Our response to the Coronavirus (COVID-19) Situation More details

Fungi

Adding individual species is a work in progress. Go here for the full list of species in PDF format to download


Snowy Inkcap - Coprinopsis nivea


Shaggy Inkcap - Coprinus comatus

Shaggy Inkcaps are also sometimes referred to as Lawyer’s Wig. Although the gills are white to start with they mature black and deliquesce: they turn to a black liquid that can be used as ink. All inkcaps have this ability, but Shaggy inkcaps are the best source of ink if you are considering some art work!


Pleated Inkcap - Coprinus plicatilis

This is now known as Parasola plicatilis, but was recorded as Coprinis plicatilis in 2001.


Scarlet Caterpillar Club - Cordyceps militaris


Pelargonium Webcap - Cortinarius Flexipes


Birch Webcap - Cortinarius triumphans


Flat Oysterling - Crepidotus applanatus


Crepidotus cesatii


Peeling Oysterling - Crepidotus mollis


Variable Oysterling - Crepidotus variabilis

This tiny white kidney-shaped fungus often grows on the twigs of woven dead-hedging around the reserve . Young variable oysterlings have white gills but they very quickly change to a pink-beige colour.


Crocicreas dolosellum


Common Bird's Nest Fungus - Crucibulum laeve

This minute fungus only grows to 1cm tall. At first the cup is covered in a buff/yellow membrane, but when this disappears you can see the peridioles, which look like eggs in a nest. Raindrops are enough to shoot the ripe fruits out of the ‘nest.’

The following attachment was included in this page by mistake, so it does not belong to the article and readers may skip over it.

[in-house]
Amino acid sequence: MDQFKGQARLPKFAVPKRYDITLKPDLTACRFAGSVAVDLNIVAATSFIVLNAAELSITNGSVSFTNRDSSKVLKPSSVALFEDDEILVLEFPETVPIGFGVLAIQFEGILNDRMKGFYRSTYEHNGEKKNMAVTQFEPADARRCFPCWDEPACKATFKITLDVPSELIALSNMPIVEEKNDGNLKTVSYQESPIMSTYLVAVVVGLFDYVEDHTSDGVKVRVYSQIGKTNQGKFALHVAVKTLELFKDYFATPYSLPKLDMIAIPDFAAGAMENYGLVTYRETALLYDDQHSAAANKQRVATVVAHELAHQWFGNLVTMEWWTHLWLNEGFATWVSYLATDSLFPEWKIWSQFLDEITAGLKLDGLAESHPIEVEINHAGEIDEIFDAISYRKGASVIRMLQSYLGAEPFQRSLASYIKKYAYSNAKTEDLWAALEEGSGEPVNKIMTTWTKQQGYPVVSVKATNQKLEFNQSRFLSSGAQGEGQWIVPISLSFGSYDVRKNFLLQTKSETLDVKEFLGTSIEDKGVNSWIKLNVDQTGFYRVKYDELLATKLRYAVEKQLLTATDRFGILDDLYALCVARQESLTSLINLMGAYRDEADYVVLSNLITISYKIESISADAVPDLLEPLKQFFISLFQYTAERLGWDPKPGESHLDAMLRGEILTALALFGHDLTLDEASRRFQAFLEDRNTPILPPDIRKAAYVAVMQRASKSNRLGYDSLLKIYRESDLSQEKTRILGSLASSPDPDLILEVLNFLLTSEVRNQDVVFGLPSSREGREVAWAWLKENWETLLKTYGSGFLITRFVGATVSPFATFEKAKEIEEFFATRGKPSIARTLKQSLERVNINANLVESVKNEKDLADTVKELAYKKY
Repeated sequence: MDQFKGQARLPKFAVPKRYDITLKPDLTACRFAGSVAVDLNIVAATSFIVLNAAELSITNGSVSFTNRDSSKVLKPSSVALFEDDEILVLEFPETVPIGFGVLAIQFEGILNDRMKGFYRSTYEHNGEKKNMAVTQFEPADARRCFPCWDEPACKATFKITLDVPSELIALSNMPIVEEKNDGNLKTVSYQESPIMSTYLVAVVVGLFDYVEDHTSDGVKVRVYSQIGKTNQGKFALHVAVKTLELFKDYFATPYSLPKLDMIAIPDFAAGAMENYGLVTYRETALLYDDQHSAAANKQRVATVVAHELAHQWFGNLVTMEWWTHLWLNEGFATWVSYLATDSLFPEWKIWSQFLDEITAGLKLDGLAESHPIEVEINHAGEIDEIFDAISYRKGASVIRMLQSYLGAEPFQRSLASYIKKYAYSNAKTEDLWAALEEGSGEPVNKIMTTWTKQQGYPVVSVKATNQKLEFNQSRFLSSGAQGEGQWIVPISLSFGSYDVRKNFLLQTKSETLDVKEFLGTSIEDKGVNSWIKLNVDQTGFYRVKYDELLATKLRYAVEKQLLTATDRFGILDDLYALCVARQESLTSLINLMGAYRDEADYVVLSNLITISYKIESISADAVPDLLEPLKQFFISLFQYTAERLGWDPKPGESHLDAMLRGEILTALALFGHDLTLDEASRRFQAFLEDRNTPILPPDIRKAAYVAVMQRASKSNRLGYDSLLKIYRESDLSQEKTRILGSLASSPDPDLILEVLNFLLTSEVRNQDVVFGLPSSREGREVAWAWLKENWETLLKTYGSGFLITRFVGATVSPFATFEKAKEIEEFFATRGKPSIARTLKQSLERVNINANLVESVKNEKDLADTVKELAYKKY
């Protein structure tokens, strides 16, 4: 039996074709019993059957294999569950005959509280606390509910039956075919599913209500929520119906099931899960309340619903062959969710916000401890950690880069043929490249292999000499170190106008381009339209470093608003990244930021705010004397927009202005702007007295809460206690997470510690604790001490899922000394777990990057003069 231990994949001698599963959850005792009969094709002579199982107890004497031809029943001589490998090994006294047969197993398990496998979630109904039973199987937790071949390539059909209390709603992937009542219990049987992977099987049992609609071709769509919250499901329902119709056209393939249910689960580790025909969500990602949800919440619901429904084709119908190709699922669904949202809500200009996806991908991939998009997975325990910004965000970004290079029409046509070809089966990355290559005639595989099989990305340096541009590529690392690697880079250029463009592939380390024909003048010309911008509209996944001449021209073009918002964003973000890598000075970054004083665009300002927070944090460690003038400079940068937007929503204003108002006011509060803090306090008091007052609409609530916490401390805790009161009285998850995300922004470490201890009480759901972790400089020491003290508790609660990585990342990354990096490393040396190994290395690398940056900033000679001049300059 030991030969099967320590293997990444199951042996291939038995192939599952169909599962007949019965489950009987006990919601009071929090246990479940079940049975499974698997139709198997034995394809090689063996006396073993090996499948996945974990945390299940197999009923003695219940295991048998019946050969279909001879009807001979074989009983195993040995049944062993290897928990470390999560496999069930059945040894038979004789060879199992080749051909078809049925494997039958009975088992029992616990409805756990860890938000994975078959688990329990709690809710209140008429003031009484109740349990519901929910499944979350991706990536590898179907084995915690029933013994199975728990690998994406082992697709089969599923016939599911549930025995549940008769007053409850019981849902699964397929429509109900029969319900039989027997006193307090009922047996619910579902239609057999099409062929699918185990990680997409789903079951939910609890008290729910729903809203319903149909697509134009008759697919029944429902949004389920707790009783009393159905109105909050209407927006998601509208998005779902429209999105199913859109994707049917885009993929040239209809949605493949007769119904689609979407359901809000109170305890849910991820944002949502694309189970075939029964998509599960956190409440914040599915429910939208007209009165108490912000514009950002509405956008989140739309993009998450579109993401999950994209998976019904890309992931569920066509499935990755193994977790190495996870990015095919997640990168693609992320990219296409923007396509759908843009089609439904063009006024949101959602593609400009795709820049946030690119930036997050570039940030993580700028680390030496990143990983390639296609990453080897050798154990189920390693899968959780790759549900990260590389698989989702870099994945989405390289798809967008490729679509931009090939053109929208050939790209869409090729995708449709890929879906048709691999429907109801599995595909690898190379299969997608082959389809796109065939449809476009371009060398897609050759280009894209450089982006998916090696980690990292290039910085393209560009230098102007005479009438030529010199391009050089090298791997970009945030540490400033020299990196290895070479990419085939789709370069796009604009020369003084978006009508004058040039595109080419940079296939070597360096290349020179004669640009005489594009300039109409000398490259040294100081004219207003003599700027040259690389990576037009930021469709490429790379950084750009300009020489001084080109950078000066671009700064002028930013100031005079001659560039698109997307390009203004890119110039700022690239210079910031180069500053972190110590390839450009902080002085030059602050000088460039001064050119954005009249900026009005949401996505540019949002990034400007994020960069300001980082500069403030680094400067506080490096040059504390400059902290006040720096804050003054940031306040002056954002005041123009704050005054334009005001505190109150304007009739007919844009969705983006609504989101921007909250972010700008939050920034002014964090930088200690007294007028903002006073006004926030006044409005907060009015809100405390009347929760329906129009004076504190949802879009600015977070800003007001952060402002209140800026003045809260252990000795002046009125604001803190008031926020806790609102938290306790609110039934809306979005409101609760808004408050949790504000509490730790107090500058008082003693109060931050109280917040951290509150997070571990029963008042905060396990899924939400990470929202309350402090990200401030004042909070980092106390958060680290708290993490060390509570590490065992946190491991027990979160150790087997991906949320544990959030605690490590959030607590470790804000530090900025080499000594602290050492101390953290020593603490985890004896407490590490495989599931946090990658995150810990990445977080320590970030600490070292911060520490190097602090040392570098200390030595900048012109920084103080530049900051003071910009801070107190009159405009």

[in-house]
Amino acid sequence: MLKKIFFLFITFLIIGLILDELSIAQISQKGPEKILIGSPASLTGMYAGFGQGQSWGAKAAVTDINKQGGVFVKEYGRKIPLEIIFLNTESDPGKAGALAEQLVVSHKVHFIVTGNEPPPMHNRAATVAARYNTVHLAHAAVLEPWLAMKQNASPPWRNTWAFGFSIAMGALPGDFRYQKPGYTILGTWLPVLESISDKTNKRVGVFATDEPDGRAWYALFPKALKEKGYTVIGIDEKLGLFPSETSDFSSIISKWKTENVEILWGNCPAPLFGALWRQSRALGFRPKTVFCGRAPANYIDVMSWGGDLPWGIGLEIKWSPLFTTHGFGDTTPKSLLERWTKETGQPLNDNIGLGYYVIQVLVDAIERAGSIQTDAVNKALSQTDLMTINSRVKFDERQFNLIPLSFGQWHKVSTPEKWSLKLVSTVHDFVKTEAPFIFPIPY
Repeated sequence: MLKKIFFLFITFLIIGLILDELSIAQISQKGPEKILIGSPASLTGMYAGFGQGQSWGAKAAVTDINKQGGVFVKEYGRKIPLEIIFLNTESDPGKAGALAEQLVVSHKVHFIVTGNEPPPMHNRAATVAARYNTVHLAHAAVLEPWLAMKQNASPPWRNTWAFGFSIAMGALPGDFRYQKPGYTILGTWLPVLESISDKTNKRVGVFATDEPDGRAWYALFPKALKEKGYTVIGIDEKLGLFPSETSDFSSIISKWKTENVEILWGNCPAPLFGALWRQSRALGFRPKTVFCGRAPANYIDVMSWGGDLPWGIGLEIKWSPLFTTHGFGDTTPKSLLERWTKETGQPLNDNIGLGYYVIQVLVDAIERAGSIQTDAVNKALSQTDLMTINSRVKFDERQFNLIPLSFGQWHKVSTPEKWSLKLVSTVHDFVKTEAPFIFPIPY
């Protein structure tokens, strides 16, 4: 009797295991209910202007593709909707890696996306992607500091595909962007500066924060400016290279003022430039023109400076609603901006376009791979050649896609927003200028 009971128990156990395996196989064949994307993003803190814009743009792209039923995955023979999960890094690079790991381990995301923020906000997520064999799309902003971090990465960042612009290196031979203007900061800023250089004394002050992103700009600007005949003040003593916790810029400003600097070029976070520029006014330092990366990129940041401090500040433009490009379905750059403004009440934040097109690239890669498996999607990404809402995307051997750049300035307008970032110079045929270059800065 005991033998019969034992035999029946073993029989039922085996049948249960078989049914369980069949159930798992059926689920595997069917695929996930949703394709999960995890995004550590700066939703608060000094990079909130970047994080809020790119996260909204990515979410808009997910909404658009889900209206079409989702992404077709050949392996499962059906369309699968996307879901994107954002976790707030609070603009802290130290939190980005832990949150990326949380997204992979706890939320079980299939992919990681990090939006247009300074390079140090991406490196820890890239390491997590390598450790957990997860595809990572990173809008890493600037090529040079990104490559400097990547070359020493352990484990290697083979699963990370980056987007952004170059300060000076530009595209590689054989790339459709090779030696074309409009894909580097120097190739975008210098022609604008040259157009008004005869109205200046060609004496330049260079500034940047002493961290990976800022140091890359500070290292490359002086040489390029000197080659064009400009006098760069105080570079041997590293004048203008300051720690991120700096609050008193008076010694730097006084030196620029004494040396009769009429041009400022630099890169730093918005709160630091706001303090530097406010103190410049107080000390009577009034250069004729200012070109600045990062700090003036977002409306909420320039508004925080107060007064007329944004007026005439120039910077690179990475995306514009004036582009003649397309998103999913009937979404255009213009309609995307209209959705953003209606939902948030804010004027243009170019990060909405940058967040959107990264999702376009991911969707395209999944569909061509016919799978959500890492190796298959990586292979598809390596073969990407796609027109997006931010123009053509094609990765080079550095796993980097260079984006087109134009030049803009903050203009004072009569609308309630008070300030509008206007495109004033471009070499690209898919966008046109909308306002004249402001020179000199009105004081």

Cylindrobasidium laeve

A common resupinate pinkish/beige fungus found on a decorticate stump not far from the Lake Hide. Decorticate means that the bark had come off the stump.


Common Jelly Spot - Dacrymyces stillatus

This jelly fungus can be found all year after wet weather on wet timber of buildings or posts as well as on decaying timber of both coniferous and deciduous trees.


Blushing Bracket - Daedaleopsis confragosa

This common bracket fungus grows either singly or in tiers of dead wood of deciduous trees, especially willows. Its white pores might bruise or ‘blush’ if pressed.


King Alfred’s Cakes or Cramp Balls - Daldinia concentrica

This is found on the dead wood of Ash trees. The black, rounded balls are leathery when young and brittle when old.

If you use your imagination these fungi look like burnt cakes or buns, and thus reminded people of the folk tale of King Alfred burning some buns of a peasant woman who was sheltering him, as he was trying to escape the Vikings.


Delicatula integrella


Dermea ariae


Diaporthe ilicis


Willow Barkspot - Diatrype bullata


Common Tarcrust - Diatrype stigma


Diatrypella favacea


Entoloma Chalybeum var lazulinum


Star Pinkgill - Entoloma conferendum


Papillate Pinkgill - Entoloma papillatum


Page 3 of 12 pages  < 1 2 3 4 5 >  Last ›